After a series of three betas and one release candidate, the KDE
Project used the occasion of the first day of the Linux World Expo
in San Francisco, CA to
(alternate with fixed
table) the much-anticipated stable release of KOffice 1.1. KOffice
is a free, Open Source,
integrated office suite demonstrating the richness and power of the KDE
development environment. The announcement contains links to the
source and binary packages as well as a good deal of information about
the current features of the KOffice packages. A candid assessment by
yours truly follows.
Like all of KDE, the interface of each KOffice application is really slick
and gorgeous. The available functions are easy to use. The KOffice
developers have again demonstrated their canny ability to make the
transition from other office suites as easily as possible, but making
improvements and innovating where appropriate.
The feature set
is probably adequate for the great majority of users (and the price tag can't be beat!).
KPresentation is great and has many useful and snazzy features, but
lacks layers and the ability to easily reproduce layers across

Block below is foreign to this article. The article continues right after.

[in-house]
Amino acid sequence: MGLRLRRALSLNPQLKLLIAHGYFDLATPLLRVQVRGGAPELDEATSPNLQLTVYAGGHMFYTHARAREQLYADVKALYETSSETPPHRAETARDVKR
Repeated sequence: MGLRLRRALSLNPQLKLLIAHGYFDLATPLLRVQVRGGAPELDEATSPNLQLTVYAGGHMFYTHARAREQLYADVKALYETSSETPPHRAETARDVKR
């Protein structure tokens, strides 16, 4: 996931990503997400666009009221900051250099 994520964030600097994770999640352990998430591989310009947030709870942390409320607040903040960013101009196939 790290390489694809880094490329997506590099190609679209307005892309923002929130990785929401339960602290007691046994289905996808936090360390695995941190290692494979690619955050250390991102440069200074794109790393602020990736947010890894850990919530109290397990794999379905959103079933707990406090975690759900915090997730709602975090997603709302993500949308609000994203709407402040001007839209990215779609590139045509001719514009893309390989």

selected pages. KWord is easily up to the task of generating nice letters,
letterheads, memos, faxes and papers, but lacks hyphenation,
mail merge (or any database integration) and endnotes/footnotes.
Similar stories for the other applications.
But, with all due respect to the diligent work of the filter developers, the biggest obstacle
to KOffice right now is the filters for MS Office documents. So while I will make
KOffice my primary office suite, someone who (1) has a repository of .doc
files; and/or (2) receives many .doc files by email; and/or (3) needs to collaborate on document production with someone tied to non-KOffice formats, and/or (4) has unusually
demanding office needs, will likely not be happy with KOffice as their exclusive Office Suite (yet -- things are improving quickly!). I hope all the Open Source office developers (Abiword/etc., KOffice, Open Office) can collaborate on writing filters for the extremely complex and poorly-documented proprietary formats into an intermediate, standard-based XML format).